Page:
alsoran runners Wobblies

Ask Don ... Forum
Home Page
Comrades, briefly
Comrades route
In Durban
The race itself
Mental Preparation
Physical Preparation
A to Z of Comrades
Running Injuries
Stories and other interesting stuff!
Don Oliver's Training Programme
Make the commitment

I think the most important thing to know about a “Wobbly” is that it happens, and it’s OK to have one!  In most cases guys won’t realise they’re having one, on the other hand, women will probably recognise it immediately.  I’ll clarify later!

So what is a “wobbly” exactly?  A wobbly is when things “fall apart” during a run and you lose control of the situation.  Knowing that you have lost control is upsetting and can make everything you need to do seem quite overwhelming and unrealistic.  All the hard work and months of training seem to go out of the window in a flash.  You feel like you are going into freefall and there’s nothing to grab on to.  In many cases you may have difficulty dealing with your emotions.

Sound familiar?

Let me reassure you, what you are experiencing is not new, or unique to you.  Wobblies happen, much like nausea or cramp or any other ailment which presents itself to you during your run. 

So how to deal with the wobbly?

You need to recognise it for what it is and OWN IT!  Don’t fight it, accept it and deal with your emotions.  Here’s what to do.
  • It’s probably best to be on your own so “lose” your running partners
  • Keep moving forward (even if you are only able to walk)
  • It’s OK to cry (in fact crying is probably the best thing you can do!
  • Have something you can use as a reality check – You need something 'real' to hold on to. Something you can use to gauge the truth between what you’re feeling at that very moment (which seems unbelievable) and something that you know is real (which is believable).  Let me explain.   When I first ran Comrades I carried both my daughters little "birth bands" (the 'bracelets the hospital put around their wrists when they were born).  I had a wobbly just after seeing the handicapped children at the bottom of Inchanga (up run).  I sobbed along feeling like I was losing it and totally out of control, until I reached into my running goody bag and held onto the birth bands of my girls.  This was my reality check telling me I was still in touch and that what I was experiencing was real and it was ok.  Hey it worked for me and I freshened up and carried on running, feeling like I had things under control again.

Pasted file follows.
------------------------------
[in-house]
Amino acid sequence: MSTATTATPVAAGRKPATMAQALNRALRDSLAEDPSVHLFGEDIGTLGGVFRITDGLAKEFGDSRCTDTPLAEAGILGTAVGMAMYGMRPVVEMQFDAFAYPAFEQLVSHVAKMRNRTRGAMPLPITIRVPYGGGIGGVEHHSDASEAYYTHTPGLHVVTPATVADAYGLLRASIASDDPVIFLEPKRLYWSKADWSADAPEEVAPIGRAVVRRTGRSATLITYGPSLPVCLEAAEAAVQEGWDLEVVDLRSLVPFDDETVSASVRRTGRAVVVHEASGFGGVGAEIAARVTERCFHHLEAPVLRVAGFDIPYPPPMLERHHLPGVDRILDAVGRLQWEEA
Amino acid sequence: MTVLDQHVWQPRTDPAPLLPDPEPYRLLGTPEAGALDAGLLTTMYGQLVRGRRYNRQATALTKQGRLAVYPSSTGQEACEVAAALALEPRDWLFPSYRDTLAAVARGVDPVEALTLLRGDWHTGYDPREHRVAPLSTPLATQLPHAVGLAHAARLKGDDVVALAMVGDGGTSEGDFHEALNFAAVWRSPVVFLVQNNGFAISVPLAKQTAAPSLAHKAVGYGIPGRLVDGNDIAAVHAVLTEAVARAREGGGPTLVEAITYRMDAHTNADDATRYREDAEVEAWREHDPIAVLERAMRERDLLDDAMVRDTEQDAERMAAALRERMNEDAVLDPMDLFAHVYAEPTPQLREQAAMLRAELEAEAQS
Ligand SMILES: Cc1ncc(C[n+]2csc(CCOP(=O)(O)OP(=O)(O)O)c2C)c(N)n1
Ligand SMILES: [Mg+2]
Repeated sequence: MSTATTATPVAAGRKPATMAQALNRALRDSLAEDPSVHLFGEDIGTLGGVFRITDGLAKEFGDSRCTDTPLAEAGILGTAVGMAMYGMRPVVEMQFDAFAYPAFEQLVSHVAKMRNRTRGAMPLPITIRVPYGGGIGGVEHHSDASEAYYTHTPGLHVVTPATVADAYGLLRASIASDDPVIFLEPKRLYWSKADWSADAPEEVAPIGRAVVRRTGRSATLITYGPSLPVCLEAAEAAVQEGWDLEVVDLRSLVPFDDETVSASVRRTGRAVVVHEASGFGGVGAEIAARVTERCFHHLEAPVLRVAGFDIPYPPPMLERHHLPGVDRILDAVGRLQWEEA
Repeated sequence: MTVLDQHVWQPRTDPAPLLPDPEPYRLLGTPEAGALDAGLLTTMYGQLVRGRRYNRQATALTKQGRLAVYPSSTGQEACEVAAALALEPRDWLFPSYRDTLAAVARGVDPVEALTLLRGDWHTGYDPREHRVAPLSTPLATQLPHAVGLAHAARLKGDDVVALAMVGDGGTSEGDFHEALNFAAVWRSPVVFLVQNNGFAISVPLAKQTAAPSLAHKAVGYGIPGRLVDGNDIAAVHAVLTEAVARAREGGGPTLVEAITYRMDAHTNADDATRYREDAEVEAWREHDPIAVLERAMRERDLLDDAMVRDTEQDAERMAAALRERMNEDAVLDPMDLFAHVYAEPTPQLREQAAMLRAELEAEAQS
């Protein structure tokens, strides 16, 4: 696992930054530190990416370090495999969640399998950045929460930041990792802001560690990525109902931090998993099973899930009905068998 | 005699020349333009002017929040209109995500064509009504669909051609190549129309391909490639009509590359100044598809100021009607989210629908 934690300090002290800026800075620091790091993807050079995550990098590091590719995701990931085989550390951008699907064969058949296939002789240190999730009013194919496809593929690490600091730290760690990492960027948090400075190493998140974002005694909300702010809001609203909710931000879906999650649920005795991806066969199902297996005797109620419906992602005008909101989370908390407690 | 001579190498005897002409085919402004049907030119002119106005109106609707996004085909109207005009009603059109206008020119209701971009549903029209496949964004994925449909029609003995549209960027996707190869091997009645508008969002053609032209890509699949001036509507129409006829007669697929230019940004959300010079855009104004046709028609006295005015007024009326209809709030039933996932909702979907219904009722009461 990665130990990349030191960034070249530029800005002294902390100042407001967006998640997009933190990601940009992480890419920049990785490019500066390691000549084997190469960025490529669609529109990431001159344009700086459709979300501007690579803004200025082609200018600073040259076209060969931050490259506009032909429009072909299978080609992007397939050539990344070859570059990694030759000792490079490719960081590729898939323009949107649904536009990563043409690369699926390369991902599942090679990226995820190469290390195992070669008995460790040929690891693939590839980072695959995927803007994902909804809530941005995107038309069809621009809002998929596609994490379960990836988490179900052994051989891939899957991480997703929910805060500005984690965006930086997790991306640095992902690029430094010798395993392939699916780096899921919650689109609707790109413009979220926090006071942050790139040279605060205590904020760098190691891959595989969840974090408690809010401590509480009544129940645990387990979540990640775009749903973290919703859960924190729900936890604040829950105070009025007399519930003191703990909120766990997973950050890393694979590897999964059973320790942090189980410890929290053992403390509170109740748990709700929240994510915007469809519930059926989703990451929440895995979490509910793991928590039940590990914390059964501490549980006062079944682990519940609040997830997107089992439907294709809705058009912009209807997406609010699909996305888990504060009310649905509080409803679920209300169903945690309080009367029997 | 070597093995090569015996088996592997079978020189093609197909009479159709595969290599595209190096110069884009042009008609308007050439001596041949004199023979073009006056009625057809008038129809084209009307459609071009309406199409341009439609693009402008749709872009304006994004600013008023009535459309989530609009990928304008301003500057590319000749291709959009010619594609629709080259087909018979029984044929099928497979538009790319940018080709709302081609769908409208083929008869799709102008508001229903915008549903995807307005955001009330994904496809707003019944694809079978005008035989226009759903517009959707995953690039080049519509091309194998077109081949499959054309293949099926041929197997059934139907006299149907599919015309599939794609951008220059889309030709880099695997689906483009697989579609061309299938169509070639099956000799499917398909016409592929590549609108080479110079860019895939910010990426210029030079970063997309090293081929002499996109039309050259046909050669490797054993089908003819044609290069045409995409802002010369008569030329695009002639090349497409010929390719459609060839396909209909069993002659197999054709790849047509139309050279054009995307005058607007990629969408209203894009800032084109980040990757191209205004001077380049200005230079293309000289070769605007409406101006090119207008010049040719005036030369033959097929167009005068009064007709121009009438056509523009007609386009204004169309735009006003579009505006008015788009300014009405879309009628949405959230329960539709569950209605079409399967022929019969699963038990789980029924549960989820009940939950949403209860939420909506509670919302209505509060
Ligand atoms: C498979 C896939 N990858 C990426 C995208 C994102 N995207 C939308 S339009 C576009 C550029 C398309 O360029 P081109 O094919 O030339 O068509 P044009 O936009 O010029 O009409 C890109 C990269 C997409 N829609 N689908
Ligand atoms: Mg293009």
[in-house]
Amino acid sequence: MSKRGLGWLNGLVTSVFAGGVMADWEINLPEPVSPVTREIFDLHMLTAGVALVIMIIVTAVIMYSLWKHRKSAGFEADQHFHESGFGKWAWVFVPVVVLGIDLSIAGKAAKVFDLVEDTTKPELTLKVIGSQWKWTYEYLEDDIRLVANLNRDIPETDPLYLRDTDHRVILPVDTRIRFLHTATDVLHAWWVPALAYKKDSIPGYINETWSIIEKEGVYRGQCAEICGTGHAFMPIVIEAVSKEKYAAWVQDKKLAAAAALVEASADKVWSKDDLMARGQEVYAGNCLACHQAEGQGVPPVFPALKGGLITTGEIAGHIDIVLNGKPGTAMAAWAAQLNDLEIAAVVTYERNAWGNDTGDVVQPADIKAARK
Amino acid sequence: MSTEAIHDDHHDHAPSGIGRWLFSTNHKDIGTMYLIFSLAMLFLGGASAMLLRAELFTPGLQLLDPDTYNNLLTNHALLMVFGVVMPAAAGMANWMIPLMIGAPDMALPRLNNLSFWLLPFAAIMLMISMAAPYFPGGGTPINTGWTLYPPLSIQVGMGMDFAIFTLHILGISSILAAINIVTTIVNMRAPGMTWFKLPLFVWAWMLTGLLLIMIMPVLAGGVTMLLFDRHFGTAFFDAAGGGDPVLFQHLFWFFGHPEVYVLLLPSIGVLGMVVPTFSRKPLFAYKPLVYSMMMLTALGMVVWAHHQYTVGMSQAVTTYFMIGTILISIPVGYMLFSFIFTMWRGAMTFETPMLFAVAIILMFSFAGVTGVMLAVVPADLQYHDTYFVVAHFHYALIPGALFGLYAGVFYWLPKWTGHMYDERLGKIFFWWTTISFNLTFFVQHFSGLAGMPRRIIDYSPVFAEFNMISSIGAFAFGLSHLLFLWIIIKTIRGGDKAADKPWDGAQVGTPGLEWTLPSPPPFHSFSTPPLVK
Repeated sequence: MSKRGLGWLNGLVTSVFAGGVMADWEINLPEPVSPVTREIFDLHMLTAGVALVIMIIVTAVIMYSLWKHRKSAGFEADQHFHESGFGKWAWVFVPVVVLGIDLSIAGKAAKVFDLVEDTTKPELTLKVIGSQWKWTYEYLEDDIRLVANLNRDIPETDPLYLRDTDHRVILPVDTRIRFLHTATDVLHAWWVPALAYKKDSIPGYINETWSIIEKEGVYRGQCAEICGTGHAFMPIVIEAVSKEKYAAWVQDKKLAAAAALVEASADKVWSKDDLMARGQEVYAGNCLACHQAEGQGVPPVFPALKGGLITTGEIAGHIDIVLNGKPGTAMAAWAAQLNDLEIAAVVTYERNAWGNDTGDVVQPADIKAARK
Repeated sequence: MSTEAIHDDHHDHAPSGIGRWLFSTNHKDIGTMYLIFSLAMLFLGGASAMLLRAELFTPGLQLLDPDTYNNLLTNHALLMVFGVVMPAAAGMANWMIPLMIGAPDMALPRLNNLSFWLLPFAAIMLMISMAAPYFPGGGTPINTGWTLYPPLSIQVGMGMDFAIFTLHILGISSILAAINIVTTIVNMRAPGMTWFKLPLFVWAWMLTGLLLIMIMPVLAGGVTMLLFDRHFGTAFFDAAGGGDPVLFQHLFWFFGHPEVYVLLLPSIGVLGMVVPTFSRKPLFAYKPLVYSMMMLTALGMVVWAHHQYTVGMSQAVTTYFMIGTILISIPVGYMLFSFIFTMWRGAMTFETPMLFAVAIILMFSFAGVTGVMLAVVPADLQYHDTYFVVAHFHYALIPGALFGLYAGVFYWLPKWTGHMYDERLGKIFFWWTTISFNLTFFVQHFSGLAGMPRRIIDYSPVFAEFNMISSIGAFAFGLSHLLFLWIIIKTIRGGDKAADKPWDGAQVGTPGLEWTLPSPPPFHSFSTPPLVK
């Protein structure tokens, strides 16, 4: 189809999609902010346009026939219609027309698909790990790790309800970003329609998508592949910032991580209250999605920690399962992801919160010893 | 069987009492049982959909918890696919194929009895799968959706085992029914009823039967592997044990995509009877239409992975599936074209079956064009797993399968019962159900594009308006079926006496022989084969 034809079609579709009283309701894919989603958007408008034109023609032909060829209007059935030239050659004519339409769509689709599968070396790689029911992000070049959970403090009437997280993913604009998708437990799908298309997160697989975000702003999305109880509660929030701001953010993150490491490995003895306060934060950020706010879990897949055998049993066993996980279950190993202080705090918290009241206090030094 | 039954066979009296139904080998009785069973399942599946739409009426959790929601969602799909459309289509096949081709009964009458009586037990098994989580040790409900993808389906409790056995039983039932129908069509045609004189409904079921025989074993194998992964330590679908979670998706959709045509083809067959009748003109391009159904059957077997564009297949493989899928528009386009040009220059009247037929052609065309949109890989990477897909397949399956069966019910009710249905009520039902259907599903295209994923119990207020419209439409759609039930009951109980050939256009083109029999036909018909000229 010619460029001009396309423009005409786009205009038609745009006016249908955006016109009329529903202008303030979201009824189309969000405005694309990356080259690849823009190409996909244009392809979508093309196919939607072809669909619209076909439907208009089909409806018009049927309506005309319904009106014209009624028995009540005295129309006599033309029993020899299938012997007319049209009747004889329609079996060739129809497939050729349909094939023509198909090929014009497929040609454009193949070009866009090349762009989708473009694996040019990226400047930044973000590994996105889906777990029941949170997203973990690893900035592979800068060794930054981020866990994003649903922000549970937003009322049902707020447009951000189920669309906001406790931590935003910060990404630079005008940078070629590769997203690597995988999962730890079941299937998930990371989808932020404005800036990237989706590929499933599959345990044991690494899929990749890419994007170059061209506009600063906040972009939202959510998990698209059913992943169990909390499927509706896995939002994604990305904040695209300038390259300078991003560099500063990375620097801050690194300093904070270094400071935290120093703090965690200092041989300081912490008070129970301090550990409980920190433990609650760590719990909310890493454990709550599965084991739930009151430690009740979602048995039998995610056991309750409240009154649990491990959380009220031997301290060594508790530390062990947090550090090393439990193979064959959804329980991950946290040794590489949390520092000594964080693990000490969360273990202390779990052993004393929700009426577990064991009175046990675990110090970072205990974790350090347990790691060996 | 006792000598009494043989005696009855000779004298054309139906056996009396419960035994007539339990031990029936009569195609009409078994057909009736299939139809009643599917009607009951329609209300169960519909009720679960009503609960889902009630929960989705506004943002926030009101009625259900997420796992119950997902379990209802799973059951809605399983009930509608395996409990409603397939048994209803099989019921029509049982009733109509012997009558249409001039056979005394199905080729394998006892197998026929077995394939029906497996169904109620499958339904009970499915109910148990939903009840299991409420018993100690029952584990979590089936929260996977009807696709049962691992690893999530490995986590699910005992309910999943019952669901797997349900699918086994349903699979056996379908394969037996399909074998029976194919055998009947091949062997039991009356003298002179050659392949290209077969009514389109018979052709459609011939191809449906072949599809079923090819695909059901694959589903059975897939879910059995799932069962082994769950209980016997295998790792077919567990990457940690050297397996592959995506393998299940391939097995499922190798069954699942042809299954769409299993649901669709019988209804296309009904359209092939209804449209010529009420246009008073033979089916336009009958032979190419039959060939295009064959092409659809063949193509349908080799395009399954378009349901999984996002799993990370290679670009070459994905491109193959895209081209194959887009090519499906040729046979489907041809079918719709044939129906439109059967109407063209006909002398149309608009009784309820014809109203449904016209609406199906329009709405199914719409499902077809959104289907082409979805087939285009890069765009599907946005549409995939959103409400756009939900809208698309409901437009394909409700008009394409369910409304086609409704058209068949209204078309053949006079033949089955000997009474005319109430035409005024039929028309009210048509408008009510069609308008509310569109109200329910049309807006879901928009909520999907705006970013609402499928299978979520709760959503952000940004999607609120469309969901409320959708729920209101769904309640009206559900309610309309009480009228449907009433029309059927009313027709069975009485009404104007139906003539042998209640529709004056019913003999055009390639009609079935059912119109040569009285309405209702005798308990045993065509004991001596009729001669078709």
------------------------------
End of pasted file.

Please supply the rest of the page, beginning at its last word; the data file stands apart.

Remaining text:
• Give it a few minutes then blow your nose, wipe your face, tuck away your “reality check” into your goody bag and start running again – slowly.
You’ll be amazed how much better you feel after a good cry – ask any girl! 

OK I know this is easier said than done for guys!  I’m sure most of you will draw the line at crying.  I suggest you then leave out the crying bit, but keep moving forward (even if walking) and just keep telling yourself that it is OK, what’s happening is part of running Comrades and give yourself those few minutes just to recompose yourself and catch your breathe.  Look at it as a time-out without actually leaving the race!

Hang in there!

Key words: Wobbly
Internal link:  Up Run, goody bag,

External links: Official Comrades Marathon website

Copyright Nikki Campbell 2010